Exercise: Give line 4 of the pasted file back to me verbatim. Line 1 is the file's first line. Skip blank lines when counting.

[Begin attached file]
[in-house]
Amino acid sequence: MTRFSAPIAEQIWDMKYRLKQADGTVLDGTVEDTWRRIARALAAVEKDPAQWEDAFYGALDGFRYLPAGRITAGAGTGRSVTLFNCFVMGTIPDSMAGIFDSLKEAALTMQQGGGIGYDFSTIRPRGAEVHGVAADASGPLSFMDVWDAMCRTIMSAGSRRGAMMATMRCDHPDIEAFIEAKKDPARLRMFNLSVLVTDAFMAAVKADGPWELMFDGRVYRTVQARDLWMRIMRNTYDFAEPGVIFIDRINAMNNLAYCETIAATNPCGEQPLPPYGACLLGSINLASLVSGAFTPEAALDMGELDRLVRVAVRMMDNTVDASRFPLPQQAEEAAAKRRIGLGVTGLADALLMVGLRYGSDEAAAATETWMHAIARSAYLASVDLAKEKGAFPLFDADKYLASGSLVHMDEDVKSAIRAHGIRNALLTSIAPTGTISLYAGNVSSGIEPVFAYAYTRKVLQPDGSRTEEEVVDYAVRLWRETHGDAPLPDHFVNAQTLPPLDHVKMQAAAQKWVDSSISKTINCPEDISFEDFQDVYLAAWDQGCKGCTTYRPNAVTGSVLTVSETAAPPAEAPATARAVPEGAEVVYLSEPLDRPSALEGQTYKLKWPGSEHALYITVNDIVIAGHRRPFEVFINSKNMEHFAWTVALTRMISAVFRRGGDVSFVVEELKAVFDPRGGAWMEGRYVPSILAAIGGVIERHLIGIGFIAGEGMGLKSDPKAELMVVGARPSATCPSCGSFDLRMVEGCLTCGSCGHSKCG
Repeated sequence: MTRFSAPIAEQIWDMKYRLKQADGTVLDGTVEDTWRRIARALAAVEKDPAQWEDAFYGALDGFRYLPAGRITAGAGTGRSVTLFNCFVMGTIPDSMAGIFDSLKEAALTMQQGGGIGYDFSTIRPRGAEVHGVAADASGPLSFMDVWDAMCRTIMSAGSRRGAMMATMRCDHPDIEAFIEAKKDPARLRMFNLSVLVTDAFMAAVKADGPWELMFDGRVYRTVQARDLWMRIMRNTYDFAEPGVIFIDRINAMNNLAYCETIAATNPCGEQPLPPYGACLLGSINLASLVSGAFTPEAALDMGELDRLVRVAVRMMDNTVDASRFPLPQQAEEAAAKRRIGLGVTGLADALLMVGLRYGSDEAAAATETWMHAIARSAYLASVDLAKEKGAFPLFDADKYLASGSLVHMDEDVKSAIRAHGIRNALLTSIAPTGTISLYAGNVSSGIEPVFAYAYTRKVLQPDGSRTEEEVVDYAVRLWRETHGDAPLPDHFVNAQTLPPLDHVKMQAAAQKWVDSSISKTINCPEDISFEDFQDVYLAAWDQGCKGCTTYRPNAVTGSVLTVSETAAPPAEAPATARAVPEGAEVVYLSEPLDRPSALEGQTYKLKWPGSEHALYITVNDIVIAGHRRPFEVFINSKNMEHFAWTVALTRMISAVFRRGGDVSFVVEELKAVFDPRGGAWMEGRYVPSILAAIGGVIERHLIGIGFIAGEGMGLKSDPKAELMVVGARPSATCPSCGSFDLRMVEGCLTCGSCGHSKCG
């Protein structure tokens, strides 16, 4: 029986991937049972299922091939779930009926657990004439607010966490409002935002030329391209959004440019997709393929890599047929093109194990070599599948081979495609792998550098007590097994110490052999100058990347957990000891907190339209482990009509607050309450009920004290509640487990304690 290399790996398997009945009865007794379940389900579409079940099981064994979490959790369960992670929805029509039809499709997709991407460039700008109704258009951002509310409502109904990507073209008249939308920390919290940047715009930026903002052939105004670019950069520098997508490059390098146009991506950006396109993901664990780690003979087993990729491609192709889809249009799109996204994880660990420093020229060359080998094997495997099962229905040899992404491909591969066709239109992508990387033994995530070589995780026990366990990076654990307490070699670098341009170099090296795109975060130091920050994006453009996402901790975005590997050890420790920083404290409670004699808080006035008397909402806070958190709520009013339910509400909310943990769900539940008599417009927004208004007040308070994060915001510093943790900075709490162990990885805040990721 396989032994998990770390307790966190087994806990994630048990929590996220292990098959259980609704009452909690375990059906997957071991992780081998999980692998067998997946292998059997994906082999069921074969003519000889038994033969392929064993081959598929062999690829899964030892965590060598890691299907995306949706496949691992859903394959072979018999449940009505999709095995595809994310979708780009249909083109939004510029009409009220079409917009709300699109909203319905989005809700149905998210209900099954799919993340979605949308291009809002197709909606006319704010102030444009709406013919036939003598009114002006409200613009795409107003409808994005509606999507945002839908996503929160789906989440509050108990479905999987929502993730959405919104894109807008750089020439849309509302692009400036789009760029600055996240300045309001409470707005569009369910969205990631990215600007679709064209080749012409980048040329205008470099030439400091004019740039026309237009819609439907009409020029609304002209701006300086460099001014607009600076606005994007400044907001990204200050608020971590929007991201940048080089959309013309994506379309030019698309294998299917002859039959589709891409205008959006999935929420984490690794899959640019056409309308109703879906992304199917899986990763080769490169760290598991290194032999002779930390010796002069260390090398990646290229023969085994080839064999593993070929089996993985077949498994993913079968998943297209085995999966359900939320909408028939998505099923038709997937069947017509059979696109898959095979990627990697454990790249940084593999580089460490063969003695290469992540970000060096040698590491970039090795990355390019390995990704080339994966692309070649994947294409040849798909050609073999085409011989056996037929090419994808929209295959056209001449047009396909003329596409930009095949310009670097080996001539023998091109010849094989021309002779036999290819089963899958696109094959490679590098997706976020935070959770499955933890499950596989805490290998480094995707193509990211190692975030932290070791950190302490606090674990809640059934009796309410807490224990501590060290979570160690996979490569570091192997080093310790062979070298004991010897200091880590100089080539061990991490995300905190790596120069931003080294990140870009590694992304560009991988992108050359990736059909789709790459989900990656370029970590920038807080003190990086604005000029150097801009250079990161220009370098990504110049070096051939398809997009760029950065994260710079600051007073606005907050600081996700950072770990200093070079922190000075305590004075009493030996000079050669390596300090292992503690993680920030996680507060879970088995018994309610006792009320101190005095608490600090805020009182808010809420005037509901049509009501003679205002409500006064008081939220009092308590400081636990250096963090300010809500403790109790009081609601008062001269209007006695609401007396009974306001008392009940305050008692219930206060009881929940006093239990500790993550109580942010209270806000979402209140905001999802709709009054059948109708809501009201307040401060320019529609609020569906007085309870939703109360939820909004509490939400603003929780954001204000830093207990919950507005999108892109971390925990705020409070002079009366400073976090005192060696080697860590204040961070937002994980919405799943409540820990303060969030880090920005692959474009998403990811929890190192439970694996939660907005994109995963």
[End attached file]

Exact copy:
């Protein structure tokens, strides 16, 4: 029986991937049972299922091939779930009926657990004439607010966490409002935002030329391209959004440019997709393929890599047929093109194990070599599948081979495609792998550098007590097994110490052999100058990347957990000891907190339209482990009509607050309450009920004290509640487990304690 290399790996398997009945009865007794379940389900579409079940099981064994979490959790369960992670929805029509039809499709997709991407460039700008109704258009951002509310409502109904990507073209008249939308920390919290940047715009930026903002052939105004670019950069520098997508490059390098146009991506950006396109993901664990780690003979087993990729491609192709889809249009799109996204994880660990420093020229060359080998094997495997099962229905040899992404491909591969066709239109992508990387033994995530070589995780026990366990990076654990307490070699670098341009170099090296795109975060130091920050994006453009996402901790975005590997050890420790920083404290409670004699808080006035008397909402806070958190709520009013339910509400909310943990769900539940008599417009927004208004007040308070994060915001510093943790900075709490162990990885805040990721 396989032994998990770390307790966190087994806990994630048990929590996220292990098959259980609704009452909690375990059906997957071991992780081998999980692998067998997946292998059997994906082999069921074969003519000889038994033969392929064993081959598929062999690829899964030892965590060598890691299907995306949706496949691992859903394959072979018999449940009505999709095995595809994310979708780009249909083109939004510029009409009220079409917009709300699109909203319905989005809700149905998210209900099954799919993340979605949308291009809002197709909606006319704010102030444009709406013919036939003598009114002006409200613009795409107003409808994005509606999507945002839908996503929160789906989440509050108990479905999987929502993730959405919104894109807008750089020439849309509302692009400036789009760029600055996240300045309001409470707005569009369910969205990631990215600007679709064209080749012409980048040329205008470099030439400091004019740039026309237009819609439907009409020029609304002209701006300086460099001014607009600076606005994007400044907001990204200050608020971590929007991201940048080089959309013309994506379309030019698309294998299917002859039959589709891409205008959006999935929420984490690794899959640019056409309308109703879906992304199917899986990763080769490169760290598991290194032999002779930390010796002069260390090398990646290229023969085994080839064999593993070929089996993985077949498994993913079968998943297209085995999966359900939320909408028939998505099923038709997937069947017509059979696109898959095979990627990697454990790249940084593999580089460490063969003695290469992540970000060096040698590491970039090795990355390019390995990704080339994966692309070649994947294409040849798909050609073999085409011989056996037929090419994808929209295959056209001449047009396909003329596409930009095949310009670097080996001539023998091109010849094989021309002779036999290819089963899958696109094959490679590098997706976020935070959770499955933890499950596989805490290998480094995707193509990211190692975030932290070791950190302490606090674990809640059934009796309410807490224990501590060290979570160690996979490569570091192997080093310790062979070298004991010897200091880590100089080539061990991490995300905190790596120069931003080294990140870009590694992304560009991988992108050359990736059909789709790459989900990656370029970590920038807080003190990086604005000029150097801009250079990161220009370098990504110049070096051939398809997009760029950065994260710079600051007073606005907050600081996700950072770990200093070079922190000075305590004075009493030996000079050669390596300090292992503690993680920030996680507060879970088995018994309610006792009320101190005095608490600090805020009182808010809420005037509901049509009501003679205002409500006064008081939220009092308590400081636990250096963090300010809500403790109790009081609601008062001269209007006695609401007396009974306001008392009940305050008692219930206060009881929940006093239990500790993550109580942010209270806000979402209140905001999802709709009054059948109708809501009201307040401060320019529609609020569906007085309870939703109360939820909004509490939400603003929780954001204000830093207990919950507005999108892109971390925990705020409070002079009366400073976090005192060696080697860590204040961070937002994980919405799943409540820990303060969030880090920005692959474009998403990811929890190192439970694996939660907005994109995963």